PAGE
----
There was a series of burglaries in the neighborhood where the suspect was taking the glass louvers off the mounts when residents left their window cranked open. One day an apartment resident saw a man walking down the hallway carrying a television set midday. Most people would not have given this a second thought but the witness was an ex-con himself and made mental notes of the guy.

Click to enlarge image if you'd like

Sure enough when the officers knocked on his door that night to see if he had seen anything out of the ordinary because his neighbor got burglarized he was able to say yes. So I'm talking to this guy and chit chatting about his "time in the pen" and I don't know how much credibility to give to the description he gave me.

Of course I was humbled when a Parole Officer looked at the crime bulletin and said he thought he recognized the suspect as his parolee. His fingerprints matched those left on the window and he was arrested. I always remind myself never to make assumptions about people based on their past or appearances.

Friday, January 9, 2009

Sculpted Sculptor

Oil 16x20

Another artist asked me to paint his torso for him.

The one on the right is my first concept but it looked too anatomical to me. I ended up changing the color and a little of the form to end up with the finished painting on the left. Some days I think I should have left it but the subject said he likes the second one. What do you think? Oh, and that question you're asking yourself right now? It's yes. He sculpts stone and marble so he needs to be fit to be able to manipulate and maneuver several tons of mass for his project.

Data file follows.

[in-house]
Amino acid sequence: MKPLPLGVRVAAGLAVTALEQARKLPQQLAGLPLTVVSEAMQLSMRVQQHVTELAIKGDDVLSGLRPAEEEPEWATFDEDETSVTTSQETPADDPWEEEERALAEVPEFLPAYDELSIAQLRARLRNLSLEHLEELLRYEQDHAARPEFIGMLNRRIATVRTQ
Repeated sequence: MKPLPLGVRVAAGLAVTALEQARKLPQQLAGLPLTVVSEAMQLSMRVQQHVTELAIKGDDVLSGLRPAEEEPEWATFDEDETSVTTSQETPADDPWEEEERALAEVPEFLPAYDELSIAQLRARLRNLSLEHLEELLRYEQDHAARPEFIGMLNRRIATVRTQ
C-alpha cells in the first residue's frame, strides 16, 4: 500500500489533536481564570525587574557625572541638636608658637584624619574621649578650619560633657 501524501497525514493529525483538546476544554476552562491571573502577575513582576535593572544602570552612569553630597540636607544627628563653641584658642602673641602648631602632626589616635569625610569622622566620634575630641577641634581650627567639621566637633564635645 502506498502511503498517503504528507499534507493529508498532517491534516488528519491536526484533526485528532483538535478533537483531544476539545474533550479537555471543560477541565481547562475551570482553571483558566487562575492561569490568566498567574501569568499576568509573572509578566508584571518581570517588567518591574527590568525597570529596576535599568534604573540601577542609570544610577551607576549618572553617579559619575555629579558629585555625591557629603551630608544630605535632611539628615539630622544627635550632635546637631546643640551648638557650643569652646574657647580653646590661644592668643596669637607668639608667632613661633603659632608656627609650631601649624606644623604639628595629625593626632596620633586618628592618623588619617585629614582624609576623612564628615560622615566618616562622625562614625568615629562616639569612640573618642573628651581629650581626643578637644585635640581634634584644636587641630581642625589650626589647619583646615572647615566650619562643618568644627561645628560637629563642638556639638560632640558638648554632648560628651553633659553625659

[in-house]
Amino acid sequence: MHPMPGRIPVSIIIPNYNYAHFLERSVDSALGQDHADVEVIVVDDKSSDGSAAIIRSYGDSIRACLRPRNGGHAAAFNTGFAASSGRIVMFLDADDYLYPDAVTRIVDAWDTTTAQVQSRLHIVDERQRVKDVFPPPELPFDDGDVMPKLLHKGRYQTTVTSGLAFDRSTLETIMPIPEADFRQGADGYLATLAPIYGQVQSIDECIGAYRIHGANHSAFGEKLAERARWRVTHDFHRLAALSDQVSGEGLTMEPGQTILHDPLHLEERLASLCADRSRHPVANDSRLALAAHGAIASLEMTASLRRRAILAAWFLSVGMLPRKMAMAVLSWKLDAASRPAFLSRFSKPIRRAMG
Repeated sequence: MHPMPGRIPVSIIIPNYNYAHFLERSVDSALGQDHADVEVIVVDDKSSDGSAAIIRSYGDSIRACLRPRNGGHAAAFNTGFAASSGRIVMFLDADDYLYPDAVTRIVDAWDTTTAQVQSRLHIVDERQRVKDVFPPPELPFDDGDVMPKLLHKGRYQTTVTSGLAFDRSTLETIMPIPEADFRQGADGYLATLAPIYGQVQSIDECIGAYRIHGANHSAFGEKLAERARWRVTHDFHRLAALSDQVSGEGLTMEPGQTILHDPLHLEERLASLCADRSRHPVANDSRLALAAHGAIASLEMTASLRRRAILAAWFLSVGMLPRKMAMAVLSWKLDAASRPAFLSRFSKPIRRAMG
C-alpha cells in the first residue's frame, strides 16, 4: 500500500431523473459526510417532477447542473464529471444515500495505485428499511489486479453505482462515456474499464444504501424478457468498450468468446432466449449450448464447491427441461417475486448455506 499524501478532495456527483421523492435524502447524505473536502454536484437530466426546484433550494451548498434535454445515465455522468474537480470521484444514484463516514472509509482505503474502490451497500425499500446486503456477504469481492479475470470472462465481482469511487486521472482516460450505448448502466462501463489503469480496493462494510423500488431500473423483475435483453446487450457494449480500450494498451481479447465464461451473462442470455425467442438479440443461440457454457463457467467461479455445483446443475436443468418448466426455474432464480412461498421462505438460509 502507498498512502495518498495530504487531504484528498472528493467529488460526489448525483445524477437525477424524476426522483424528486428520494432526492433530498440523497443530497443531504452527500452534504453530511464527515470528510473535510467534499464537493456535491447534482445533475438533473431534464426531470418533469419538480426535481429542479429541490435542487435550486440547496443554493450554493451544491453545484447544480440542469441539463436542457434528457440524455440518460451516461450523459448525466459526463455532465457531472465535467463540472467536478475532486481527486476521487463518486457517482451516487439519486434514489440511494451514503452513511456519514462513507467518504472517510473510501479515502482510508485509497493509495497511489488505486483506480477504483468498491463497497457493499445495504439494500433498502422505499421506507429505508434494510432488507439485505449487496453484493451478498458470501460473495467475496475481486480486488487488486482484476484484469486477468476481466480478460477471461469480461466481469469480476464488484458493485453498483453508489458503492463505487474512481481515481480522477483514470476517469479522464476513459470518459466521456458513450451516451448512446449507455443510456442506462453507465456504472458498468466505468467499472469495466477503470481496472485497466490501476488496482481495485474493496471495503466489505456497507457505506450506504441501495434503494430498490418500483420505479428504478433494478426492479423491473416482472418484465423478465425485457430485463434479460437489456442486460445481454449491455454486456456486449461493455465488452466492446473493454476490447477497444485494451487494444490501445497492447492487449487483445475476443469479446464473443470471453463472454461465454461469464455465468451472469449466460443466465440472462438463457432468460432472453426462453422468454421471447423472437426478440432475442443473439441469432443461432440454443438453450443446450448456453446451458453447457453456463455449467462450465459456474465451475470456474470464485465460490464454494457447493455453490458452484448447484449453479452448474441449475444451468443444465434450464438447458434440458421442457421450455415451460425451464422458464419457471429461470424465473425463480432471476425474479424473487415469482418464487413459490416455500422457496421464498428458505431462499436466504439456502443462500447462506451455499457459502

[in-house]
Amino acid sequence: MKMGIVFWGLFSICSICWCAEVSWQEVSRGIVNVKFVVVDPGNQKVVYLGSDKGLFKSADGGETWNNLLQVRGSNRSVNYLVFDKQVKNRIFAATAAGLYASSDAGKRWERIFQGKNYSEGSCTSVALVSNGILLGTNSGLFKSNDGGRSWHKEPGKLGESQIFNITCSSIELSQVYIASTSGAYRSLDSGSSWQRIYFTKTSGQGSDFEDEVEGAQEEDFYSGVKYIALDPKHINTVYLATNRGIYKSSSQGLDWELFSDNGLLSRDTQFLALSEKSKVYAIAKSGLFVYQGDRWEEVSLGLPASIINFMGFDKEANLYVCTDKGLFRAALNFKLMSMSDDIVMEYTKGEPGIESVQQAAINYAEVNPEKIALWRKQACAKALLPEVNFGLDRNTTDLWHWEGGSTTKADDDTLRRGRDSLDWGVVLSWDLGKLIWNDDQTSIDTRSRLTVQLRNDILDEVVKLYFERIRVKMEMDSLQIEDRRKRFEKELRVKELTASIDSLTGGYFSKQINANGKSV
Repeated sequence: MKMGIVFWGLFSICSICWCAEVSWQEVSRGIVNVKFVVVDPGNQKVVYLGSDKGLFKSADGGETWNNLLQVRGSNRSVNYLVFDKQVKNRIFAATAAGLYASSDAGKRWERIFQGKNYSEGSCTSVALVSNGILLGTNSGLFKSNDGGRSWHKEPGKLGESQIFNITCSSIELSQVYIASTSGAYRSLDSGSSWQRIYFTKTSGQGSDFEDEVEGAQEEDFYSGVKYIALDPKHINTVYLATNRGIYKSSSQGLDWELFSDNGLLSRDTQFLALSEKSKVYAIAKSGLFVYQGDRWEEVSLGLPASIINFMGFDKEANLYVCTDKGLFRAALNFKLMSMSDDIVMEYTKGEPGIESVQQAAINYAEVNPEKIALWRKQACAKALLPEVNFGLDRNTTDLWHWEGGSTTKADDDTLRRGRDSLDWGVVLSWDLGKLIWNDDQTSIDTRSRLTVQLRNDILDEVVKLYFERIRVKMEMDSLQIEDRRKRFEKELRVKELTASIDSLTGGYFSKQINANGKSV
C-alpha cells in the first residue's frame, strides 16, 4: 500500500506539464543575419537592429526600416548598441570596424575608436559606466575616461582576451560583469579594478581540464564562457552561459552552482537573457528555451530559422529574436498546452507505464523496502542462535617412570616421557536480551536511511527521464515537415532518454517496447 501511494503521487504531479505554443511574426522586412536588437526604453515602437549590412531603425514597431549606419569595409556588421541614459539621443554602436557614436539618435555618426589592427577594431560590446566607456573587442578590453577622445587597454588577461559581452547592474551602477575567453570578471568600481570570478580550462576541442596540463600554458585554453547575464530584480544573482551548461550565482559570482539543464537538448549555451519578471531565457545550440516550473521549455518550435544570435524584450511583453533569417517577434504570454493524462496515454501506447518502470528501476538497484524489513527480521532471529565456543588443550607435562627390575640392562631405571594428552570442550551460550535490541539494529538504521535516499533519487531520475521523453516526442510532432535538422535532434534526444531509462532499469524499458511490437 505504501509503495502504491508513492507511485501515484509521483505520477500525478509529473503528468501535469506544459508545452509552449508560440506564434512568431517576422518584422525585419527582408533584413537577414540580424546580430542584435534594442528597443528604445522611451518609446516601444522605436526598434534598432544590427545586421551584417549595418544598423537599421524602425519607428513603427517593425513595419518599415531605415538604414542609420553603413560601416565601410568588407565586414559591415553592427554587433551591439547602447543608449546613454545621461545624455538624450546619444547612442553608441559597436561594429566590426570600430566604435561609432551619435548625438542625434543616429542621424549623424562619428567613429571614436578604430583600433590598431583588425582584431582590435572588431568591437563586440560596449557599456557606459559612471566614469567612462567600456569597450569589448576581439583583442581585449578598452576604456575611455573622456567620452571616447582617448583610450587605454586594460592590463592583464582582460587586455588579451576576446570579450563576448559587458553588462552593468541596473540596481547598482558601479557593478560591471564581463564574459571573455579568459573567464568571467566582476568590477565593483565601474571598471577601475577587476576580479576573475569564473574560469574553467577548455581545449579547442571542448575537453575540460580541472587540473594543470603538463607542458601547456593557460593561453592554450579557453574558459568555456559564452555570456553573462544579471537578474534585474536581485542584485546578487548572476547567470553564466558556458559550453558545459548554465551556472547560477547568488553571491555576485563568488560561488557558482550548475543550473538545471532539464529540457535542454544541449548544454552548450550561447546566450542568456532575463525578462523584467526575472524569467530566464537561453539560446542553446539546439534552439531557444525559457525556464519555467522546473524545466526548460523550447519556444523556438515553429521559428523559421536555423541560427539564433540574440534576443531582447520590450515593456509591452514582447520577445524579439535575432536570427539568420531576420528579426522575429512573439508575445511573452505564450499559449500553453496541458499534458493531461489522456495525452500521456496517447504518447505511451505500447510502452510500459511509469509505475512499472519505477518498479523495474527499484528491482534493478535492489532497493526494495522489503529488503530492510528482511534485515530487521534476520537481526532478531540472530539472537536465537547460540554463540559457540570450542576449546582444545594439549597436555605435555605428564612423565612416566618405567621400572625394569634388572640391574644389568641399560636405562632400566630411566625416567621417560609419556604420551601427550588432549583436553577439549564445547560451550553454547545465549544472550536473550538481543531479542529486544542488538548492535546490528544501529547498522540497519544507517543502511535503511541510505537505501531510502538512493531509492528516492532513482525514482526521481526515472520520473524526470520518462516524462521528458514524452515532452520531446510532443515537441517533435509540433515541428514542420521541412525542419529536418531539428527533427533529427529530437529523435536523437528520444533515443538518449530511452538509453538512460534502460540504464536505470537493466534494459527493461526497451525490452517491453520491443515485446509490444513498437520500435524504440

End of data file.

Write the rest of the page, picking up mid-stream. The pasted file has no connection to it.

Now I will be trying to psych myself up to force myself to do Karin Jurick's next challenge on Different Strokes from Different Folks having never done a night scene or a building!!! Check it out. Fabulous artists are ALREADY finished with the project. *Argh*

Thursday, January 8, 2009


This 16x20 oil on canvas is based on a photo my 14 year old son took of our neighbor's front yard. She has a wonderful display of succulents, agave and cacti. This is the first painting I made that I stood back and said to myself, "I might be able to do this painting stuff". To me there was always a mystique about those who worked with oil. I decided to finally break down and take some lessons two years ago. I am such a novice compared to my new wonderful, supportive and inspiring cyber art pals. Seeing their work and reading their words make me feel blessed .

Wednesday, January 7, 2009

My Mystery Man

I was a giddy as a kid on Christmas day this morning. The first site I opened was Karin Jurick's blog Different Strokes for Different Folks. I scrolled down to my painting of the mystery artist to see if he had his portrait of me posted by Karin this morning because today is the deadline for submissions. My heart dropped a bit because there were no new portraits near my handsome subject on her site.

I solemnly went to my blog and was going through my posts [ since this is new, there aren't many :o) ] and I see another post for my DSFDF portrait. I clicked, scrolled down and my heart jumped as if I found out who my blind date was.

James Abbott from the State of Washington finally revealed himself. He has several blogs but please make sure you drop by his Painting Diary where you'll see magical and wonderful nutcrackers he's painted and sold (I'm so envious of his public following for his works). I love my portrait he so modestly posted because it portrays the way I feel when I paint and view wonderful images albeit sketches or paintings. Thank you James Abbott and I so happy to make your acquaintance!